Companies often overlook the proper air permit and maintenance logs for their on-site emergency generators. After all, they’re used so infrequently they become an afterthought.
Sometimes, we mistakenly believe the vendor that installed the equipment was also responsible for the air permits. To further confuse matters, each state has its own requirements for the permitting of emergency engines and sometimes even counties, townships or cities may adopt their own more restrictive requirements. Regardless of the reason, it is always better to own-up and ensure compliance.
Here are five things you can do to determine whether your emergency generator is compliant.
1. Perform an Online Permit Search
Records more than a few years old have a nasty habit of disappearing. The Freedom of Information Act requires all air permits to be publicly available for review, upon request. Many agencies have taken steps to ensure all permits within their region of authority are readily available online for download. Search your local environmental protection agency’s website for a database or listing of active permits for your own facility so you can be sure the most recent version is on file.
2. Read Your Permit
Chances are, no one has reviewed the content of your air permit since it was issued. Take a few minutes to read your air permit and relevant regulations and compare what they require with your current compliance plan. Here are some additional resources to assist in your understanding of the federal requirements:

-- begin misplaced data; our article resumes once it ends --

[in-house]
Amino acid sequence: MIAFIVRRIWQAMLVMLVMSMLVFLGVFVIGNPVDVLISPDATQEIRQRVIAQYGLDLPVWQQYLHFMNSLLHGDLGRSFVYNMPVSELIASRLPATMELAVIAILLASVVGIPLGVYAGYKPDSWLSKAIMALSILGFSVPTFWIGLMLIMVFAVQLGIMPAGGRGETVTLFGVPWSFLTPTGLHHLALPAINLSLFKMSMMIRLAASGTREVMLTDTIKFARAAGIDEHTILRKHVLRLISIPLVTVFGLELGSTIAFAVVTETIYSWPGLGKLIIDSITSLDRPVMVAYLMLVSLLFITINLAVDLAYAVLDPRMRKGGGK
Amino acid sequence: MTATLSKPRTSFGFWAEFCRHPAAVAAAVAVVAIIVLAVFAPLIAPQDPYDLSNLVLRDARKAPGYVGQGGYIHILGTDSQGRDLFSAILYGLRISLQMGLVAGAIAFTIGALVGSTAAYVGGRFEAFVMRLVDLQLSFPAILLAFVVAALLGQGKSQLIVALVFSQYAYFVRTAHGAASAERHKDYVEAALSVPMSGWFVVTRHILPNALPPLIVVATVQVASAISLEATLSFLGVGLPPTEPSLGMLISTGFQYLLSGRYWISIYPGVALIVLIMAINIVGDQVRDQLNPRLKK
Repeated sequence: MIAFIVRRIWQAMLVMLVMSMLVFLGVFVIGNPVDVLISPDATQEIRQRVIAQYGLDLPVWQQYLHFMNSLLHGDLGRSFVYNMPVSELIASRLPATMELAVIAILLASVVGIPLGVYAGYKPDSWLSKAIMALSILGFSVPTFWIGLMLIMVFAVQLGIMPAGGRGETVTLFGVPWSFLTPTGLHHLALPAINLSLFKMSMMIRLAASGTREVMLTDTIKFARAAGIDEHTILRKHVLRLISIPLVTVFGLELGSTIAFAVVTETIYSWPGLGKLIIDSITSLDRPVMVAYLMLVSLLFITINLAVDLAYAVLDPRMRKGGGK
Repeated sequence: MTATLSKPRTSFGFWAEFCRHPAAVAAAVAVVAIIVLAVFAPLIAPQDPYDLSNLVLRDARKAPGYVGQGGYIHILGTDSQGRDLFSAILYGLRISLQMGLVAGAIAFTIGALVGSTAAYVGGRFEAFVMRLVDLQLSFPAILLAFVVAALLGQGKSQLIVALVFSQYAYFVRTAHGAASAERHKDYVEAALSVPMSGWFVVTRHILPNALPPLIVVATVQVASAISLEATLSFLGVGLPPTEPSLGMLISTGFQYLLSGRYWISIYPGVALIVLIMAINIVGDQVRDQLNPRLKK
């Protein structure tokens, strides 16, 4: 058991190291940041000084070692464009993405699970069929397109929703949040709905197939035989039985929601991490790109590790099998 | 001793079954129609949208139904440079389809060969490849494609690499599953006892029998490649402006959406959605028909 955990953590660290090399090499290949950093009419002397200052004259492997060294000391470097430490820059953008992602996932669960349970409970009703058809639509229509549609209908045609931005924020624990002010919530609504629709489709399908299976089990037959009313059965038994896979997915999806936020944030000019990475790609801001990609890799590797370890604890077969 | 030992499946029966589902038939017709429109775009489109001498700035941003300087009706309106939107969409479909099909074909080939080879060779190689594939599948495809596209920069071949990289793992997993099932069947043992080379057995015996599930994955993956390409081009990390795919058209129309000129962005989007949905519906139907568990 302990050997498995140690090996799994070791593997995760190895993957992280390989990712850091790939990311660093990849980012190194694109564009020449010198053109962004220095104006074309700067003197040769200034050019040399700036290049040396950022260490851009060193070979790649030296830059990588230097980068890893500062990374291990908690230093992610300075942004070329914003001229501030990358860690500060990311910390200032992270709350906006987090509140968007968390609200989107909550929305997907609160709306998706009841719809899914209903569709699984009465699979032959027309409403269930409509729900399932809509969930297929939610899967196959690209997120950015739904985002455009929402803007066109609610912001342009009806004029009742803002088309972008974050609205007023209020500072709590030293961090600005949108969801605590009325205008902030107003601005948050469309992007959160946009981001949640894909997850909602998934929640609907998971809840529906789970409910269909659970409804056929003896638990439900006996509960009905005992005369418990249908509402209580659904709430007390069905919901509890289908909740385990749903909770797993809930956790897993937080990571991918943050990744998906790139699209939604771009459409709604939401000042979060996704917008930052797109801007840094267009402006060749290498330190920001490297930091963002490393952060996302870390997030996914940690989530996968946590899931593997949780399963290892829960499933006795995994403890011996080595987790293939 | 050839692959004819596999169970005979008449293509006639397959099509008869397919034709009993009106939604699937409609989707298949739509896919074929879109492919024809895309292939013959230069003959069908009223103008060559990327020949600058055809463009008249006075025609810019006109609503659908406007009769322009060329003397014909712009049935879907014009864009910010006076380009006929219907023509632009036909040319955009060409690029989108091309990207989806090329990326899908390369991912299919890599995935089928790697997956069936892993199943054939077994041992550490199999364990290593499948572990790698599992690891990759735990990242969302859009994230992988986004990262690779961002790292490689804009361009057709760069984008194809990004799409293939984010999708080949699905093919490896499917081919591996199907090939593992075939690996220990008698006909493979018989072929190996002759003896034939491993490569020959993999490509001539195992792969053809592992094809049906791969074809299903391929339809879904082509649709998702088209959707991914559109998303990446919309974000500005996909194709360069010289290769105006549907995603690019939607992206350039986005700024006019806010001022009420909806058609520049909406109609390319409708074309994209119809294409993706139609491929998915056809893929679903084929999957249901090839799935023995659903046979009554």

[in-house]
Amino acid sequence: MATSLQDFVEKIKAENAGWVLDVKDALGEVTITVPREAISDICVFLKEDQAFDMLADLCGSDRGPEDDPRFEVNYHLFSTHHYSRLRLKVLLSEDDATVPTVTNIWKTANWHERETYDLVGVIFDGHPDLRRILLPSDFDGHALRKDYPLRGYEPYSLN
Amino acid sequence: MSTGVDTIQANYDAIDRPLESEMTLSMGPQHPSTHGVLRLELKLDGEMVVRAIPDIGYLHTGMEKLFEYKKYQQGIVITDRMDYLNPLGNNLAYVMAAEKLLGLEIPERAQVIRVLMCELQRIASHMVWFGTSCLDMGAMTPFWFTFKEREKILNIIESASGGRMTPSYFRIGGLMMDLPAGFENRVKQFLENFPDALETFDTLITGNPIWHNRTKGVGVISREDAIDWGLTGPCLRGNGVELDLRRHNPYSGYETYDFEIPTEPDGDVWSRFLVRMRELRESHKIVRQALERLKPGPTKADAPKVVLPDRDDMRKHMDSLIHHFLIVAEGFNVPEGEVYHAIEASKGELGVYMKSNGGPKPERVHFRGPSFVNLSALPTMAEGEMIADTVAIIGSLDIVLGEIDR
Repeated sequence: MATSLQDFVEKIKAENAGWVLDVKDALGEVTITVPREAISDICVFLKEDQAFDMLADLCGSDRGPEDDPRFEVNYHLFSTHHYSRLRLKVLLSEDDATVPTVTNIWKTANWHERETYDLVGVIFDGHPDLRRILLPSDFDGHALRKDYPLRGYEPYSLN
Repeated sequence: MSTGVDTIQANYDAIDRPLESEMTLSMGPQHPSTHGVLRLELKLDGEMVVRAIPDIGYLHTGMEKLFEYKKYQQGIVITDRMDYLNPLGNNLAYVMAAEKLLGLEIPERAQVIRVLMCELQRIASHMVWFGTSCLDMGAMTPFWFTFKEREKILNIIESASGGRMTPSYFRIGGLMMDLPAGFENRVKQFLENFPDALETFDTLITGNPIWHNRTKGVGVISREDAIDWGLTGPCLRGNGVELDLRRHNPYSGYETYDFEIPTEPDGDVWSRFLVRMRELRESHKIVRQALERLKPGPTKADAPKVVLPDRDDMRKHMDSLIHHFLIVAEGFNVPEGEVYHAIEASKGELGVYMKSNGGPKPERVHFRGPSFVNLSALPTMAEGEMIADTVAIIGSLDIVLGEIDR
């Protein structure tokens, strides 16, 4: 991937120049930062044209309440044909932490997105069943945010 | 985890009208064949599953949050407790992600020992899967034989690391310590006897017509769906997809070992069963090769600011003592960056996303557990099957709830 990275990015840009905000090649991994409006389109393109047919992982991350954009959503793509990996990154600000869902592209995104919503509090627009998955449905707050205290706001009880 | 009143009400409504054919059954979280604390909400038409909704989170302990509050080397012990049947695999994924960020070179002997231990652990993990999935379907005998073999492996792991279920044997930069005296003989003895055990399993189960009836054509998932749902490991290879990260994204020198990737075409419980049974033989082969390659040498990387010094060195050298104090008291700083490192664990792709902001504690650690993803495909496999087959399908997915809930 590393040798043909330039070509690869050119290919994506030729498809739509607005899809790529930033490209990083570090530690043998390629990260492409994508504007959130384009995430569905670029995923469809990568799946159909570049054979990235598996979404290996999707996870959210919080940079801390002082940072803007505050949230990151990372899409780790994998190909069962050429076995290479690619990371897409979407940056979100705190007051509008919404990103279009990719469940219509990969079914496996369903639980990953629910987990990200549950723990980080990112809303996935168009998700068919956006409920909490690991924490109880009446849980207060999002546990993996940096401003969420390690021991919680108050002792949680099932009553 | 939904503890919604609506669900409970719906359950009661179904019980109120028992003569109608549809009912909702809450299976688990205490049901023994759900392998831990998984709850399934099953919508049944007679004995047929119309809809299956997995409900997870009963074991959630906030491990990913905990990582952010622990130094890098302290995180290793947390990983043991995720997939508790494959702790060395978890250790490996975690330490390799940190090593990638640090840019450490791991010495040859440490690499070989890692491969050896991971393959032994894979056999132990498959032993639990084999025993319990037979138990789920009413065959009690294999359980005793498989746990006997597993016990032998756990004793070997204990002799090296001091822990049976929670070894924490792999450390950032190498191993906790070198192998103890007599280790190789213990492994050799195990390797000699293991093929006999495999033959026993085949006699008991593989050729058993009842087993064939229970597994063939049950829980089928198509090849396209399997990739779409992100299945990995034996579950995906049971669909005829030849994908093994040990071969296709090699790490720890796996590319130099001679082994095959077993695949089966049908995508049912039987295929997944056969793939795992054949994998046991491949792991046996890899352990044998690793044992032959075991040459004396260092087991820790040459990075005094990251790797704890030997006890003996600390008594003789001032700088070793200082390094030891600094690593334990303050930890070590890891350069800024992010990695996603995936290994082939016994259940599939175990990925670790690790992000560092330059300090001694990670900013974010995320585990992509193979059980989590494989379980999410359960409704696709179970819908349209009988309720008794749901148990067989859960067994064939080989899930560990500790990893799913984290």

- All emergency generators: RICE MACT Fact Sheet
- Diesel generators: NSPS IIII Fact Sheets
- Gasoline, natural gas and propane generators: NSPS JJJJ Fact Sheets
3. Check Your Records
A properly maintained emergency generator will have records of when it was operated for testing and maintenance and for how long. There will also be records of how much fuel is consumed, the reason for operation and what maintenance was completed on the unit.
If your company doesn’t have these records, check to see if you’ve hired a third-party to perform these maintenance checks for you. If no records exist, it’s never too late to start. Remember, always refer to the manufacturer’s recommendations when establishing your maintenance plan.
Download our free Generator Maintenance Documentation template to get started.
4. Properly Classify Emergencies
Federal regulations restrict emergency generators to 100 hours per calendar year for testing, maintenance and other non-emergency reasons. Some states are even more restrictive. Emergency operations are typically unrestricted (although, again, some states do put limits on this). A common mistake in the logbook is to track emergency operation as non-emergency.
5. Call Tetra Tech
Whenever you have a question, don’t be afraid to reach out to Tetra Tech. Our experience in obtaining permits for and reporting on emergency generators spans the U.S. We assist our clients in getting into and maintaining compliance with federal, state, and local regulations while fostering strong relationships between them and their local regulatory agencies.